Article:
What Is Inductive Reasoning? - Examples & Definition

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  • 0:01 Categories of Reasoning
  • 0:45 Definition of…
  • 1:55 Examples of Inductive…
  • 3:25 Lesson Summary
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Lesson Transcript
Instructor: Chris Clause
In this lesson, you will learn to define inductive reasoning. Following the lesson, you will have the opportunity to test your knowledge with a short quiz.

Categories of Reasoning

The ability to think, develop ideas, and form mental concepts is a tremendously important part of the human experience. What we do with those thoughts, ideas, and concepts is even more important. Reasoning is the term that cognitive psychologists use to refer to the process of assigning meaning to our thoughts. This has a tremendous impact on how we view various aspects of the world around us and influences how we make decisions.

In the world of cognitive psychology, there are two main categories of reasoning: inductive reasoning and deductive reasoning. Factors, such as how quickly a decision must be reached and the type of information that is available, influence which type of reasoning we decide to use.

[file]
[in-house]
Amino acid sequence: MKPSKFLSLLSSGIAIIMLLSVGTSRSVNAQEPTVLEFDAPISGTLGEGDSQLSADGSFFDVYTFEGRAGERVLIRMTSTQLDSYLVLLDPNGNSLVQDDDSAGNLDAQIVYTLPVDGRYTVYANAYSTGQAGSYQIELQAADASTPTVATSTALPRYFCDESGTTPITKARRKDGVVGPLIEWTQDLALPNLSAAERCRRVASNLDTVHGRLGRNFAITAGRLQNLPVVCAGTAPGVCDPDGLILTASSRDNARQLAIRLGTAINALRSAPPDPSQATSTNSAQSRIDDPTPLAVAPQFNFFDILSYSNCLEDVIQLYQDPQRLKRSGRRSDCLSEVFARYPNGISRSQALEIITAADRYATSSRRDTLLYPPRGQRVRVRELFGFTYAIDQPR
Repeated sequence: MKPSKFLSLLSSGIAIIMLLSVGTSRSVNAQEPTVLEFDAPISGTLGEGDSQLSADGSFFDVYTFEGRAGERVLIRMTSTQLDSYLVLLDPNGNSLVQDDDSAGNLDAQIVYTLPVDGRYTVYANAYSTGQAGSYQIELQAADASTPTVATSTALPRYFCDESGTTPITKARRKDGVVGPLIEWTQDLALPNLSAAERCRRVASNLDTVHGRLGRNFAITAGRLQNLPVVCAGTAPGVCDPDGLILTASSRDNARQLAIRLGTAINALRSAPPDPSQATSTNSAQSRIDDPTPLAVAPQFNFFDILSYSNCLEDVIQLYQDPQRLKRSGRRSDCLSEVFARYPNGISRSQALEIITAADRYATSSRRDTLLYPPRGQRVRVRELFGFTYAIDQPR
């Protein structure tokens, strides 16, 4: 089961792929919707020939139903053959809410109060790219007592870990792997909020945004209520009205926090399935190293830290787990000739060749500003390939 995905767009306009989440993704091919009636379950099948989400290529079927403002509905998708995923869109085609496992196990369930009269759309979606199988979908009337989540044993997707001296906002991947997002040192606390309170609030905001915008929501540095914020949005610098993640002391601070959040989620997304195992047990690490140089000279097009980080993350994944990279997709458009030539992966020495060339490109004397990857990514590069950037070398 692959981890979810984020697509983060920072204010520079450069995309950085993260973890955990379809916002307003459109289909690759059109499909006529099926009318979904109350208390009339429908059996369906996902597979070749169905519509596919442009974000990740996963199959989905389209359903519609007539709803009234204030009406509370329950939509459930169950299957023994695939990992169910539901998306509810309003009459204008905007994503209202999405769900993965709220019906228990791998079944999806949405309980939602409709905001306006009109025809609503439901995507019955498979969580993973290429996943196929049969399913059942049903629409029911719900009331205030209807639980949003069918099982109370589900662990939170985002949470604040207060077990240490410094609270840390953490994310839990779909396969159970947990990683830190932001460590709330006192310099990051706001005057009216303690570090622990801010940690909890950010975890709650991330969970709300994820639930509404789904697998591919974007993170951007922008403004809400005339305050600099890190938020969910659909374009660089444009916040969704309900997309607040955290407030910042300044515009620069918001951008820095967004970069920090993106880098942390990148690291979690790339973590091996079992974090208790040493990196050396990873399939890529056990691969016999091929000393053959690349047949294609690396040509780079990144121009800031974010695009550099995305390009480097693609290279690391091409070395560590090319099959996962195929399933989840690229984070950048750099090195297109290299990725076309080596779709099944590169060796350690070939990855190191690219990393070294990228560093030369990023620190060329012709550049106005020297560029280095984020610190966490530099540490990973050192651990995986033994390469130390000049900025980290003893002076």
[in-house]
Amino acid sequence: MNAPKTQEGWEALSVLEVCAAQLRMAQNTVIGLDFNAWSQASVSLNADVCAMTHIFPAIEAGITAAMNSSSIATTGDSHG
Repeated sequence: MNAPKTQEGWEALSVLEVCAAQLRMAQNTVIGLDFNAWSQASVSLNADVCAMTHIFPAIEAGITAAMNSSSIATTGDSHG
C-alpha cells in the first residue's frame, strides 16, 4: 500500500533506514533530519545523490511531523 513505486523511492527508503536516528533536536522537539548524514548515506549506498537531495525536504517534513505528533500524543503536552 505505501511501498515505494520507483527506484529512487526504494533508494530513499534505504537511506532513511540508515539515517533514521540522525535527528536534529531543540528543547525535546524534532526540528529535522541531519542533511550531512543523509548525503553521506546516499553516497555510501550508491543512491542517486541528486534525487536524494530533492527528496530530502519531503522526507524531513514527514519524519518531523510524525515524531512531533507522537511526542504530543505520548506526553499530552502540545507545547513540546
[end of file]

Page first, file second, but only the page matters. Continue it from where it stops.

Definition of Inductive Reasoning

Inductive reasoning is the process of making generalized decisions after observing, or witnessing, repeated specific instances of something. Conversely, deductive reasoning is the process of taking the information gathered from general observations and making specific decisions based on that information.

Both types of reasoning will allow you to form opinions and draw conclusions about environmental occurrences, but they will oftentimes yield different results. For instance, with inductive reasoning, you are essentially generalizing that all future instances of something will comply with the observations that you have seen so far. Naturally, it is not possible to witness every instance of a particular environmental occurrence, so there are undoubtedly going to be instances wherein your reasoning is not accurate.

Again, a key driving force in determining whether inductive or deductive reasoning is employed is the availability of information. Inductive reasoning, while not 100% accurate 100% of the time, is still a relatively quick way to make decisions. Sometimes, saving time is as important as being accurate. Let's take a look at a couple of examples to illustrate inductive reasoning in action.

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